Education technology in Africa
In a continent where more than a third of population has little or no education, technology in education across Africa is assisting in a huge change in educational practice. This is not really something new, as education technology has been changing over several decades but with increasing access to digital devices, the growth has been tremendous. When in South Africa they first began teaching using technology, it was said that teachers from the 20th century would experience limited difficulty in working in those classrooms. This is however certainly not the case in the country now. Not only has the range of technology changed, but it has widened access to knowledge to such an extent that students as well as others now must accept they will be lifelong learners. Am one of those who believe that the illiterate of the 21st century will not be those who cannot read and write, but those who cannot learn, unlearn, and relearn. As much as tech is good, teachers in Africa need to integrate technology seamlessly into the curriculum instead of viewing it as an add-on, an afterthought, or an event. Encouraging students to learn how to learn is, in an opinion i hold high, the most important aspect of education. There are two ways African countries can enhance education using tech, one of them is where students use critical thinking to create innovative solutions for authentic problems and the other is where students using computational thinking and information systems to implement digital solutions.Also, problem solving method that involves integrating strategies, such as organising data logically, breaking down problems, interpreting patterns and implementing algorithms need to be taught.As a coder, i feel that creating, managing and evaluating sustainable and innovative digital solutions would be ideal same as use computational thinking and the key concepts of abstraction to create digital solutions.
Using digital systems to automate and communicate the transformation of data and applying protocols and legal practises that support safe, ethical and respectful communications are also critical.In countries like Kenya, they are working on applying systems thinking around information systems and predict the impact of these systems on individuals, Kenyan society, economy and environment.Living in the knowledge age, in a Africa that is characterised by a digitised existence and constant change, it is critical that African children are empowered to manage these. They will need to have a deep understanding of information systems as this will enable them to use critical thinking when they manage data, information, processes and digital systems to make decisions about their future. Education technology undoubtedly support new ways of working in Africa’s networks and require a new, essential skill set that includes computational and systems thinking.It also provides hands on experiences using creative thinking to develop original digital solutions. The aim should be to build students who can resolve Africa’s digital needs in imaginative ways and they will be efficient operators of technology and critical users of information.Education technologies will develop African students who connect and work together locally, nationally and regionally in knowledge based African societies.African children need to learn to use ICT to access, create and communicate information and ideas, solve problems and work collaboratively. This will involve highly skilled students utilising the digital technologies available to them, modifying usage patterns as technologies evolve and limiting the risks in a digital environment.While African countries are working toward improving traditional literacy, which is defined as the ability to read, write and do simple arithmetic, it also need to start moving toward digital literacy.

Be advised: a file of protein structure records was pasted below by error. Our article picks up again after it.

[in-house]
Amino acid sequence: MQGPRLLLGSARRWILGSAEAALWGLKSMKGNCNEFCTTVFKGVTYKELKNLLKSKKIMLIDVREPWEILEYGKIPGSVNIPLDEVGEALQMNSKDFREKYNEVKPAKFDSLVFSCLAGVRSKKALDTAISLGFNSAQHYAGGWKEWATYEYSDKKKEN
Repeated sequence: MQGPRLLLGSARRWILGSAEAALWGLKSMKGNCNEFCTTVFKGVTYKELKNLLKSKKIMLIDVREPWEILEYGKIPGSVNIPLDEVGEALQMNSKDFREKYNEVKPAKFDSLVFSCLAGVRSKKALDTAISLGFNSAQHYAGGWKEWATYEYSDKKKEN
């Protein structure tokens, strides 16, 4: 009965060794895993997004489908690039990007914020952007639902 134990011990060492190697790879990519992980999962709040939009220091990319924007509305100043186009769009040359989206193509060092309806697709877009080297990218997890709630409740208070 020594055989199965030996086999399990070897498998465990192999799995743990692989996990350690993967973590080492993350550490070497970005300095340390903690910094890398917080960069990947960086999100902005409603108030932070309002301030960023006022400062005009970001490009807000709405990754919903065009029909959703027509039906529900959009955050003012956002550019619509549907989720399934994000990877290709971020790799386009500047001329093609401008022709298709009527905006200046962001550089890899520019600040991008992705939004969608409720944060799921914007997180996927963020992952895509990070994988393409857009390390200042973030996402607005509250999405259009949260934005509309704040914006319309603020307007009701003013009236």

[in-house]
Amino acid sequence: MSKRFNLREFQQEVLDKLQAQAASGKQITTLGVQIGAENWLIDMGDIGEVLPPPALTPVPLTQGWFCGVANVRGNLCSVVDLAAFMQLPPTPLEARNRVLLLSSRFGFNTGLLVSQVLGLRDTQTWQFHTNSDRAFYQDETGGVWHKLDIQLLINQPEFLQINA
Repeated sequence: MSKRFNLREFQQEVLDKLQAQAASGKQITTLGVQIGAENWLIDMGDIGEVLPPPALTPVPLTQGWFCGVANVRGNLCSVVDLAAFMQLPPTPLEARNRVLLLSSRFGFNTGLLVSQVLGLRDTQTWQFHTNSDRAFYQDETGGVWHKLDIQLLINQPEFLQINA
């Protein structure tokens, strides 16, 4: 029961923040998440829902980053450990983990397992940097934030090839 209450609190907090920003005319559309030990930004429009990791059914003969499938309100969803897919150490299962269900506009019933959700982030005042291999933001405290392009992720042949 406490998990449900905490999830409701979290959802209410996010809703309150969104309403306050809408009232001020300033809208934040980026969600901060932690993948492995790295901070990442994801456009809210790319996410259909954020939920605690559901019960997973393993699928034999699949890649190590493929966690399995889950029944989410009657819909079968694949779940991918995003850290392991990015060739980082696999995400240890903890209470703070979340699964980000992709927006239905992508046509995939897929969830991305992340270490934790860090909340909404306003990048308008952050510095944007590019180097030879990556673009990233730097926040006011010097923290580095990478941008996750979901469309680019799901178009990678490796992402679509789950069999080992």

Knowledge has always been associated with influence, power and economic success. And literacy has always been the essential vehicle for the acquisition of knowledge. Knowledge and literacy created power in the world we live in. Advantages, both financial and otherwise, are afforded to those who can read and thus acquire, organise and use knowledge. In the knowledge based economies in Africa, the educated and literate human resources who possess critical thinking and are creative and innovative could help their countries reach the same level of respect as other developed and civilised countries in the world.African countries are still struggling to address the challenges in equality, accessibility and quality facing its educational system. Technology has enabled education and enriched the alternatives to the way Africans learn.Unlike back in my teenage days, knowing has shifted from being able to remember and repeat information to being able to find and use it.In my view, the most important literacy in the knowledge-based economy is how to find, select and use knowledge productively. The reason African education needs to shift from passing the standardised test to developing learners’ potential, teach them how to learn sustainably and to unleash their fullest strengths. With digital literacy, more Africans will be participating in the knowledge-based economy. Africa academics, governments and businesses need to work together so they can narrow the gap between the economy and education. The quality of African educators should be continuously improved by providing professional development, better quality control and increasing the standards of certification.Like they are doing in South Africa, Nigeria and Kenya, African educators should be the facilitators of leveraging new technology and digital literacy to students. In so doing, Africa teachers and students will grow together.Understanding education technology, its impact and its future use is very important. In conclusion, I feel that digital literacy will offer speed, convenience, economical sense and availability in a larger scale in Africa, but there will be no single one size fits all solution with education technology.